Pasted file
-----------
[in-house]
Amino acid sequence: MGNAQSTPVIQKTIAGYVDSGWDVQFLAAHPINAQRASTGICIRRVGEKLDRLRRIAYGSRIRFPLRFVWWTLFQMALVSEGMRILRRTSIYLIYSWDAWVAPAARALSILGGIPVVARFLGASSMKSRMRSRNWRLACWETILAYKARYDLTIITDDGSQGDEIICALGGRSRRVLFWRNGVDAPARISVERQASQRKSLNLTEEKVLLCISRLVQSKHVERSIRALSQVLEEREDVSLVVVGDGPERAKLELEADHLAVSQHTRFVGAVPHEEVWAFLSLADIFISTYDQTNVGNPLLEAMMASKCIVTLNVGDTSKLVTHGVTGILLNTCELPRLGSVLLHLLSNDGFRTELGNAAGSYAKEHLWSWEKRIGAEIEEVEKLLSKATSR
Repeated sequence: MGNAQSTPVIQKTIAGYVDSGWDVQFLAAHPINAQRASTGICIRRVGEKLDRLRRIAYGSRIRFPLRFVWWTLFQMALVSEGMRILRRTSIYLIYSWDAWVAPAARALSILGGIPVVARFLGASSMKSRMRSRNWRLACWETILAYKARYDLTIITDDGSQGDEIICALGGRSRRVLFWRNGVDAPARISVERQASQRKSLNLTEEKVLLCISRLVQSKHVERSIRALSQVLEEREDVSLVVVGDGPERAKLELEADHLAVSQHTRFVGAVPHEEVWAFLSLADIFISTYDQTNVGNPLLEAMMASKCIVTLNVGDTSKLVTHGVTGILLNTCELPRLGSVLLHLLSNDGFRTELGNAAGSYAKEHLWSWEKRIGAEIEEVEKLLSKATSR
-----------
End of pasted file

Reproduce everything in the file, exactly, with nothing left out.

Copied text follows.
[in-house]
Amino acid sequence: MGNAQSTPVIQKTIAGYVDSGWDVQFLAAHPINAQRASTGICIRRVGEKLDRLRRIAYGSRIRFPLRFVWWTLFQMALVSEGMRILRRTSIYLIYSWDAWVAPAARALSILGGIPVVARFLGASSMKSRMRSRNWRLACWETILAYKARYDLTIITDDGSQGDEIICALGGRSRRVLFWRNGVDAPARISVERQASQRKSLNLTEEKVLLCISRLVQSKHVERSIRALSQVLEEREDVSLVVVGDGPERAKLELEADHLAVSQHTRFVGAVPHEEVWAFLSLADIFISTYDQTNVGNPLLEAMMASKCIVTLNVGDTSKLVTHGVTGILLNTCELPRLGSVLLHLLSNDGFRTELGNAAGSYAKEHLWSWEKRIGAEIEEVEKLLSKATSR
Repeated sequence: MGNAQSTPVIQKTIAGYVDSGWDVQFLAAHPINAQRASTGICIRRVGEKLDRLRRIAYGSRIRFPLRFVWWTLFQMALVSEGMRILRRTSIYLIYSWDAWVAPAARALSILGGIPVVARFLGASSMKSRMRSRNWRLACWETILAYKARYDLTIITDDGSQGDEIICALGGRSRRVLFWRNGVDAPARISVERQASQRKSLNLTEEKVLLCISRLVQSKHVERSIRALSQVLEEREDVSLVVVGDGPERAKLELEADHLAVSQHTRFVGAVPHEEVWAFLSLADIFISTYDQTNVGNPLLEAMMASKCIVTLNVGDTSKLVTHGVTGILLNTCELPRLGSVLLHLLSNDGFRTELGNAAGSYAKEHLWSWEKRIGAEIEEVEKLLSKATSR